Finance Minister AMA Muhith has said there is no reason to raise a hue and cry over alleged mismatch in gold preserved at the central bank vault.
"I have tried to get information about security system in the Bangladesh Bank (BB) vault. It seems to be quiet good. I think there is nothing to be worried about it," he wrote to Prime Minister Sheikh Hasina to give her an update on gold scam.
"Some 963 kg gold has been stored in the central bank vault. But standard of discs and rings weighing only three kg is now questionable. So, it is not a big matter," he mentioned in the letter.
Currently, some 37 closed-circuit television (CCTV) cameras are working at the central bank. There is six-tier security arraignment round the clock and some 70 policemen are staying there for 24 hours, according to the BB.
"But it seems to me that security awareness is less nationally," the finance minister said in the letter.
It is learnt that no auction of seized gold was held in the country in last 10 years, he said, adding that they are investing the matter.
Most of the gold stored in BB bullion is gold bars. These were smuggled into the country or imported as gold bars.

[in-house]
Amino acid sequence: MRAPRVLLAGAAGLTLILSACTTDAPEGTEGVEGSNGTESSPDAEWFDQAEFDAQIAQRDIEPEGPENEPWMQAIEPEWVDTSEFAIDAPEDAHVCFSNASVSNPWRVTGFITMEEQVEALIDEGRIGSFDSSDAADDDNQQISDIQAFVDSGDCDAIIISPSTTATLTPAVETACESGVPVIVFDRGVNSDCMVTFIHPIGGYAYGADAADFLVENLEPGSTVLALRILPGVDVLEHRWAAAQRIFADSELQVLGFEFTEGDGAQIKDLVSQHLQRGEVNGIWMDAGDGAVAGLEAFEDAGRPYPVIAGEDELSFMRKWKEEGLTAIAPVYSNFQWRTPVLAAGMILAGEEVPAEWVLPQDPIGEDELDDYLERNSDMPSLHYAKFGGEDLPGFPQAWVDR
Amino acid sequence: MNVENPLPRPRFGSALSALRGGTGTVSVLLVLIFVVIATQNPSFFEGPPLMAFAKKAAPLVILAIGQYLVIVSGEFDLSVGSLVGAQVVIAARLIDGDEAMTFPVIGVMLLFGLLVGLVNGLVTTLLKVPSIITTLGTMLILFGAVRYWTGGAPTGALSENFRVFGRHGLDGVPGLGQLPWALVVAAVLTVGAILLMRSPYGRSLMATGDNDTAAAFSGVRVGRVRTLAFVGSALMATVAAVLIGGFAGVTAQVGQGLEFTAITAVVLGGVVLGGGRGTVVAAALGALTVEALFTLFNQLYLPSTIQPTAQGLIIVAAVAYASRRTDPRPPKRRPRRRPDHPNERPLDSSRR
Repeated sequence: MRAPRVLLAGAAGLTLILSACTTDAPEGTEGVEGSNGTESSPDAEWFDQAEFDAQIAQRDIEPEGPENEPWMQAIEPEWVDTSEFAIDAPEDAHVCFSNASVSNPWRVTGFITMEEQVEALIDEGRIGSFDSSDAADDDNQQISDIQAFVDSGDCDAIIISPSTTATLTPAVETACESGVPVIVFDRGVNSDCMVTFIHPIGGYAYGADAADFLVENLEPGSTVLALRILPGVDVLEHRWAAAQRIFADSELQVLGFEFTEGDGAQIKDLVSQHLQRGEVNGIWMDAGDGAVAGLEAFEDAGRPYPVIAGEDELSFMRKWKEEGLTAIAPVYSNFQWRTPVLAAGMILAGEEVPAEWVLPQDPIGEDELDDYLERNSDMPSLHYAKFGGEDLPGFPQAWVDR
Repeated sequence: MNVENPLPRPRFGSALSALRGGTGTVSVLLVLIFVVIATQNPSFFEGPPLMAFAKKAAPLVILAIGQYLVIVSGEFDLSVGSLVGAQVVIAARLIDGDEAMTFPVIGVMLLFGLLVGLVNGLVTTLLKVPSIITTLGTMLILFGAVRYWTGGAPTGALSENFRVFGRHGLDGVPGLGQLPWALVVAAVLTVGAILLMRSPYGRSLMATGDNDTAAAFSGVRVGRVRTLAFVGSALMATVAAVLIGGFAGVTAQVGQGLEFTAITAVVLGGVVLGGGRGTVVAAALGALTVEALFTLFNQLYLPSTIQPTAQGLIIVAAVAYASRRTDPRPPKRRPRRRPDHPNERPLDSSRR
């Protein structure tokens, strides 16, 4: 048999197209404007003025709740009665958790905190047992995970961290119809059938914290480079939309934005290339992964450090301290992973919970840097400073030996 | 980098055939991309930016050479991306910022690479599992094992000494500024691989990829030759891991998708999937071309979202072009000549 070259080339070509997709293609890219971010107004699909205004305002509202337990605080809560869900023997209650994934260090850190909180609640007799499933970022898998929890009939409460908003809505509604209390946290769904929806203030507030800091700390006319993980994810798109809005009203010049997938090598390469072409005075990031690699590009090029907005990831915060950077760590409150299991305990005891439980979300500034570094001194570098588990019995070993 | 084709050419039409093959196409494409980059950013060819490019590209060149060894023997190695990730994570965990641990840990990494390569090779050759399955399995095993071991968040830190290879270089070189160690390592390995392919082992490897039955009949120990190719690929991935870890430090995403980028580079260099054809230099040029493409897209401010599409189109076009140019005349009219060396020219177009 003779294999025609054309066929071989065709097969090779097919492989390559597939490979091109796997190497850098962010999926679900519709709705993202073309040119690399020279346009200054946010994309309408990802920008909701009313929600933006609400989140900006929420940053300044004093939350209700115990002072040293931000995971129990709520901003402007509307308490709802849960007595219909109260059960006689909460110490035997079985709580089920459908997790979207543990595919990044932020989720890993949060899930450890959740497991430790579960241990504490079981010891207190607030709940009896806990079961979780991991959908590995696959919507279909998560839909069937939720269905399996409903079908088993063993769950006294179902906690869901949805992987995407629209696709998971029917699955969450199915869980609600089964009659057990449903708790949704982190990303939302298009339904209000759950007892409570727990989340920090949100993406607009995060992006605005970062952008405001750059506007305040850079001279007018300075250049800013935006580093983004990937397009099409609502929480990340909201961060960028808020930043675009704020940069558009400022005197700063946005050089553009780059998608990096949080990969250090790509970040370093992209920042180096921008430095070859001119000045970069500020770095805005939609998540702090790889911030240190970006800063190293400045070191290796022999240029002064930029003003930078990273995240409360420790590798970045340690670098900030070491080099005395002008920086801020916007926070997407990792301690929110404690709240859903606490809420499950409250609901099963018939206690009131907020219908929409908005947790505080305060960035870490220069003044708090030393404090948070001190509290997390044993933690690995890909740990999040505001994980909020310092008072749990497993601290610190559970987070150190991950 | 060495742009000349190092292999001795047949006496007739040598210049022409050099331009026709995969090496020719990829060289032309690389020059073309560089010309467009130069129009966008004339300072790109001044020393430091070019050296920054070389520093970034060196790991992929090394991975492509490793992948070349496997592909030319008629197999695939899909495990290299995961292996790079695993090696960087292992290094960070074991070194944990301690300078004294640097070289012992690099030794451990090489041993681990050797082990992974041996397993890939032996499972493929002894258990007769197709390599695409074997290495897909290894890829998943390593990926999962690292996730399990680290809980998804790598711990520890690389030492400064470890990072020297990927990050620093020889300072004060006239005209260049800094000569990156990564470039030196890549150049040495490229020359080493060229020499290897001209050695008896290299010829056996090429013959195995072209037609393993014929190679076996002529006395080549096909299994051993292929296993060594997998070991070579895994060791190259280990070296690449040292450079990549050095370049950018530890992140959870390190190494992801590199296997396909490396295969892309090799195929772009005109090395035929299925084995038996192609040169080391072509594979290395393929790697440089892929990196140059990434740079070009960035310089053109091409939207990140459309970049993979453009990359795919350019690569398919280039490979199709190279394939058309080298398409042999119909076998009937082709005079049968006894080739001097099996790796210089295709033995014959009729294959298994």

The problem lies with two pieces of black-coated discs and rings. Some 06 officers examined the seized gold. Goldsmith among the officers is gold expert and touchstone of the goldsmith is enough to examine the gold, the minister said in the letter.
"The central bank doesn't have any problem and that the allegation of gold adulteration in its vault is useless," Mr Muhith said while talking to reporters after the second session of deputy commissioners' (DCs) conference on July 24.
State Minister for Finance MA Mannan said the gold stored in the vault of the Bangladesh Bank (BB) remained as it was.
He, however, said a reported mismatch in the precious metal would be investigated further.
"The matter will be looked into," he told the media after an emergency meeting held at the Bangladesh Secretariat on July 18.
Mr Mannan sat with the officials of the central bank and the National Board of Revenue (NBR).
He said there was a 'clerical mistake' in keeping the tally of gold.
The word 'forty' in Bangla looks similar to 'eighty' in English, thus creating misunderstanding, he noted.
The minister said, "You may rest assured that we are not taking the issue lightly. A big problem can be created from a small one."
"Therefore, we'll further review the matter at our level or by other agencies," he added.
Mr Mannan said: "We feel relieved that the matter is not as big as it was played up on Monday."
He also claimed that the quality of gold could vary if assessed applying different methods.
The two organisations- the central bank and the NBR- may have used different methods in this case.
The entire system, security, the gold quality assessment method and those who worked there would be scrutinised, he mentioned.
The junior minister spoke of taking stern action against anyone if found guilty in this connection.
BB governor Fazle Kabir, Financial Institutions Division senior secretary Eunusur Rahman and Customs Intelligence and Investigation Directorate director general Dr Shahidul Islam were present at the meeting.
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